I admit to facing the year ahead with some trepidation. Not so much on a personal or local level, but nationally and internationally. Having felt strongly that the UK should remain in the European Union, I’m already weary of the constant news headlines about Brexit negotiations. And it feels like salt rubbed in the wound again and again. And it will go on and on and on…
And many on both sides of that Brexit debate, like me, fear that America and the world will become more divided, more unjust and more volatile under the Trump presidency just beginning.
However, I was comforted listening to Canadian writer and journalist Malcolm Gladwell on Radio 4 yesterday. I don’t know much about the man, but he spoke amusingly and with great insight about Obama and Trump. He shared many of my fears about how things would turn out over the next few years. But the point I remember most was a very simple one. It all fits into a bigger story – part of history unfolding. If Trump turns out to be as divisive and unpleasant as many fear, the American people will not accept it for long and the legacy will be that such divisive politics will be ‘put to bed’ for many years.
Whether or not he is right about the long term effect, and whether or not we are right about Trump, does not affect the simple but key principle that every bit of history fits into a larger story. We have every right, and sometimes a responsibility, to argue passionately for a particular outcome on an issue or in an election. But none of us are all seeing, nor can we be sure how things will work out in the long term. Hindsight is never there when you need it!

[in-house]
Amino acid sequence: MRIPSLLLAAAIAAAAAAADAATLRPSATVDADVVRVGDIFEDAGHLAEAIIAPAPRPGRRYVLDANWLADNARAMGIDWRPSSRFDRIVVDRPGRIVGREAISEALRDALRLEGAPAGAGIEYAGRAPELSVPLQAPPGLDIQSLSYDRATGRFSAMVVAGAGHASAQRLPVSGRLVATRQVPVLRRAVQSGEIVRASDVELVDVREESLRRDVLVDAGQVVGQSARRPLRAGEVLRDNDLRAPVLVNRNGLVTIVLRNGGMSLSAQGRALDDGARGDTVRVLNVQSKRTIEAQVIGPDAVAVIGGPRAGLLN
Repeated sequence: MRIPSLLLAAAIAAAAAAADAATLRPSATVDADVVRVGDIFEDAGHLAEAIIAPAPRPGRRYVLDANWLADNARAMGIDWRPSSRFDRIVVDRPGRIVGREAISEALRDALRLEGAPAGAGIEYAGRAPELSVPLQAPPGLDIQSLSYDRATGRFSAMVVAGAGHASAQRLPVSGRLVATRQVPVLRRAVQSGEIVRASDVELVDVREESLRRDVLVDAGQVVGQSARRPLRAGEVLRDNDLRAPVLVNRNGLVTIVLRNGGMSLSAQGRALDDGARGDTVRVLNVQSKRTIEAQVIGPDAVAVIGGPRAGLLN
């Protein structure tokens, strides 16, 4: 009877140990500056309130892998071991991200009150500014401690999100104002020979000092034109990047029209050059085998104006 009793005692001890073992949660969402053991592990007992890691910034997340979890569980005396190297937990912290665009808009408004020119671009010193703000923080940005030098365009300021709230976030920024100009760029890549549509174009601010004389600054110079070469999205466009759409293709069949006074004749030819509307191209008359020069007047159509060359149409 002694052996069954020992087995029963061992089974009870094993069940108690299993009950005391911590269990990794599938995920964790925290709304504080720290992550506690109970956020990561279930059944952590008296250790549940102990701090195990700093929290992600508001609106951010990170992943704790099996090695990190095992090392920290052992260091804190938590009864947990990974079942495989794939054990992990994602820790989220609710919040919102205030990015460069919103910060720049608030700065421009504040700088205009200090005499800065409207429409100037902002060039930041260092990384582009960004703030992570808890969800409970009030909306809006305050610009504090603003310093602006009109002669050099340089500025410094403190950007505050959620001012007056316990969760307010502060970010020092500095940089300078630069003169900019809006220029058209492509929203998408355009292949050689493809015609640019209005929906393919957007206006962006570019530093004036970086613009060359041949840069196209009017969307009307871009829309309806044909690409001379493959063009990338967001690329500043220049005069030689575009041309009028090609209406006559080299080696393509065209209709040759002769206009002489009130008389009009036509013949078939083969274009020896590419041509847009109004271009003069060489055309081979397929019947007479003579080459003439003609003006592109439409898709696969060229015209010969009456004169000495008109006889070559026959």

And, as my aunt used to say: “There’s so much bad in the best of us, and so much good in the worst of us, that it ill behoves any of us to criticize the rest of us.”
Meaning, for me and 2017, that good things may come from both Brexit and Donald Trump. And not just because of history and experience. But because of God. Who has the big picture. Who invites us to work and pray with him. The Lord’s Prayer reminds us that Jesus taught us to pray for the coming of that kingdom.
The God we know in Jesus shares our pain and frailty and mistakes and compassion and joy and genius and humdrum reality. He shapes it all into the means by which his kingdom comes: one more chapter in the big story that is working out and makes sense of all our stories. And it ends well. As Mother Julian of Norwich heard Jesus say in a vision she had in the 14th century: “So all shall be well, and all shall be well, and all manner of things shall be well.”
Have a great year!